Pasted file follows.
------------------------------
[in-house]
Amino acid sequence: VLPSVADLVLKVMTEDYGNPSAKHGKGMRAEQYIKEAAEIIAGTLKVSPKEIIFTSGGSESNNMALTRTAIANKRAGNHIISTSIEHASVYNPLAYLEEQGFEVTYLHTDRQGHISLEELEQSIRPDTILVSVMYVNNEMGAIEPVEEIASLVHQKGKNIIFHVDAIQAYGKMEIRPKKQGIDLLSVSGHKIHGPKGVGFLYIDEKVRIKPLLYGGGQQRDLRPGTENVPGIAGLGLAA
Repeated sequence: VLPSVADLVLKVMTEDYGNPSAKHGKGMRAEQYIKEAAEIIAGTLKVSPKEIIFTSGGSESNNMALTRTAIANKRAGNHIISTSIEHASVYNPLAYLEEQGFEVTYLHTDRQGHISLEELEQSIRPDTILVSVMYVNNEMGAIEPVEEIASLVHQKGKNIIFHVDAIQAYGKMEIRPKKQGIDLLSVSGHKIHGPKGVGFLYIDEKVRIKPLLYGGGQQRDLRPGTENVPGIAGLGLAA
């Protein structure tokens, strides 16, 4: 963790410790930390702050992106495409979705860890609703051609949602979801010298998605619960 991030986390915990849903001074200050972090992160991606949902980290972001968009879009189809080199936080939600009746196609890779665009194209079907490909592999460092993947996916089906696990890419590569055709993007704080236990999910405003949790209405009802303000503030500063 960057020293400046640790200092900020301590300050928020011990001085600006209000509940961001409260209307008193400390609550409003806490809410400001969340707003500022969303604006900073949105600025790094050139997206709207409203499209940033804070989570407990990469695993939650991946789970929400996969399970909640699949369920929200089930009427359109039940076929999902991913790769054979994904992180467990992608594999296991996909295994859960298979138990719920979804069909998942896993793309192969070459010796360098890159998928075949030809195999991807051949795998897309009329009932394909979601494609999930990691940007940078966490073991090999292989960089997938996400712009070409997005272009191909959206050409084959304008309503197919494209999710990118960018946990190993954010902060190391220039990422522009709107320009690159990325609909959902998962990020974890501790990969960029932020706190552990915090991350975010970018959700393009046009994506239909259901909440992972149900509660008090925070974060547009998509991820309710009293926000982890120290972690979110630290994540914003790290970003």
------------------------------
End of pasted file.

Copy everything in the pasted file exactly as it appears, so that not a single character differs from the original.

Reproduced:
[in-house]
Amino acid sequence: VLPSVADLVLKVMTEDYGNPSAKHGKGMRAEQYIKEAAEIIAGTLKVSPKEIIFTSGGSESNNMALTRTAIANKRAGNHIISTSIEHASVYNPLAYLEEQGFEVTYLHTDRQGHISLEELEQSIRPDTILVSVMYVNNEMGAIEPVEEIASLVHQKGKNIIFHVDAIQAYGKMEIRPKKQGIDLLSVSGHKIHGPKGVGFLYIDEKVRIKPLLYGGGQQRDLRPGTENVPGIAGLGLAA
Repeated sequence: VLPSVADLVLKVMTEDYGNPSAKHGKGMRAEQYIKEAAEIIAGTLKVSPKEIIFTSGGSESNNMALTRTAIANKRAGNHIISTSIEHASVYNPLAYLEEQGFEVTYLHTDRQGHISLEELEQSIRPDTILVSVMYVNNEMGAIEPVEEIASLVHQKGKNIIFHVDAIQAYGKMEIRPKKQGIDLLSVSGHKIHGPKGVGFLYIDEKVRIKPLLYGGGQQRDLRPGTENVPGIAGLGLAA
């Protein structure tokens, strides 16, 4: 963790410790930390702050992106495409979705860890609703051609949602979801010298998605619960 991030986390915990849903001074200050972090992160991606949902980290972001968009879009189809080199936080939600009746196609890779665009194209079907490909592999460092993947996916089906696990890419590569055709993007704080236990999910405003949790209405009802303000503030500063 960057020293400046640790200092900020301590300050928020011990001085600006209000509940961001409260209307008193400390609550409003806490809410400001969340707003500022969303604006900073949105600025790094050139997206709207409203499209940033804070989570407990990469695993939650991946789970929400996969399970909640699949369920929200089930009427359109039940076929999902991913790769054979994904992180467990992608594999296991996909295994859960298979138990719920979804069909998942896993793309192969070459010796360098890159998928075949030809195999991807051949795998897309009329009932394909979601494609999930990691940007940078966490073991090999292989960089997938996400712009070409997005272009191909959206050409084959304008309503197919494209999710990118960018946990190993954010902060190391220039990422522009709107320009690159990325609909959902998962990020974890501790990969960029932020706190552990915090991350975010970018959700393009046009994506239909259901909440992972149900509660008090925070974060547009998509991820309710009293926000982890120290972690979110630290994540914003790290970003």